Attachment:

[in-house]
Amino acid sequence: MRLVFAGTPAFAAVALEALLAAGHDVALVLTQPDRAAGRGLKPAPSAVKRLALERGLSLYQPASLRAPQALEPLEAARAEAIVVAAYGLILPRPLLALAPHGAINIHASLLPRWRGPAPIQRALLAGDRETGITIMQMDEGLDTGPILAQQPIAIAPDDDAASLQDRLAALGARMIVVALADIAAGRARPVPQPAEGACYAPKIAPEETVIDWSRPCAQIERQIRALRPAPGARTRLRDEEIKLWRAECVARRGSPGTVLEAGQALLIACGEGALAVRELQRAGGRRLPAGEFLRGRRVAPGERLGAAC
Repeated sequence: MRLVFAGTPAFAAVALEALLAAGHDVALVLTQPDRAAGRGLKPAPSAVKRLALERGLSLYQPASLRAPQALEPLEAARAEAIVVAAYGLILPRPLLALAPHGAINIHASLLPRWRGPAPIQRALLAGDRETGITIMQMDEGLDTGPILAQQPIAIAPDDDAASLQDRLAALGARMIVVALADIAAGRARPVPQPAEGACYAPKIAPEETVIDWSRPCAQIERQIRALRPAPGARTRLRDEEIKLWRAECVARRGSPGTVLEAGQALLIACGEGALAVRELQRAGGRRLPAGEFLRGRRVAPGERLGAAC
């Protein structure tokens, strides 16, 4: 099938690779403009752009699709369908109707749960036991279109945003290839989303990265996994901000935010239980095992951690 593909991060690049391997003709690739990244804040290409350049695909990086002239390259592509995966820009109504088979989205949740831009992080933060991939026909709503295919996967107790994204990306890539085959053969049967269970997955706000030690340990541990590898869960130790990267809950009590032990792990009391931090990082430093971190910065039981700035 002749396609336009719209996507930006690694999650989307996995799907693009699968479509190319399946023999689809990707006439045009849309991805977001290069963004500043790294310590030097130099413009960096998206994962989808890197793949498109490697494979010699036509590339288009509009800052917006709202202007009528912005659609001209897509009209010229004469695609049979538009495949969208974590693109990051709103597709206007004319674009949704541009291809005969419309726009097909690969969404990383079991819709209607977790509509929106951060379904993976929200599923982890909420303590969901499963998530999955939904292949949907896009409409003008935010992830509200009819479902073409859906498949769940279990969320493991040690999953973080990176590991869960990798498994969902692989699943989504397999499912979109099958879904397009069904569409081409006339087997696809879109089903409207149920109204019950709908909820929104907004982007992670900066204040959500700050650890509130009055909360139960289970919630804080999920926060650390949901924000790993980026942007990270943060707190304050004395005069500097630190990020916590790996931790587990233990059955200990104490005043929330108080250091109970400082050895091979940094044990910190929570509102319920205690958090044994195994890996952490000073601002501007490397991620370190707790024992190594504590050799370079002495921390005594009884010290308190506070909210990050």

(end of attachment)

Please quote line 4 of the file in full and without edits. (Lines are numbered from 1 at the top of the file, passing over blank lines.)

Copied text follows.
């Protein structure tokens, strides 16, 4: 099938690779403009752009699709369908109707749960036991279109945003290839989303990265996994901000935010239980095992951690 593909991060690049391997003709690739990244804040290409350049695909990086002239390259592509995966820009109504088979989205949740831009992080933060991939026909709503295919996967107790994204990306890539085959053969049967269970997955706000030690340990541990590898869960130790990267809950009590032990792990009391931090990082430093971190910065039981700035 002749396609336009719209996507930006690694999650989307996995799907693009699968479509190319399946023999689809990707006439045009849309991805977001290069963004500043790294310590030097130099413009960096998206994962989808890197793949498109490697494979010699036509590339288009509009800052917006709202202007009528912005659609001209897509009209010229004469695609049979538009495949969208974590693109990051709103597709206007004319674009949704541009291809005969419309726009097909690969969404990383079991819709209607977790509509929106951060379904993976929200599923982890909420303590969901499963998530999955939904292949949907896009409409003008935010992830509200009819479902073409859906498949769940279990969320493991040690999953973080990176590991869960990798498994969902692989699943989504397999499912979109099958879904397009069904569409081409006339087997696809879109089903409207149920109204019950709908909820929104907004982007992670900066204040959500700050650890509130009055909360139960289970919630804080999920926060650390949901924000790993980026942007990270943060707190304050004395005069500097630190990020916590790996931790587990233990059955200990104490005043929330108080250091109970400082050895091979940094044990910190929570509102319920205690958090044994195994890996952490000073601002501007490397991620370190707790024992190594504590050799370079002495921390005594009884010290308190506070909210990050």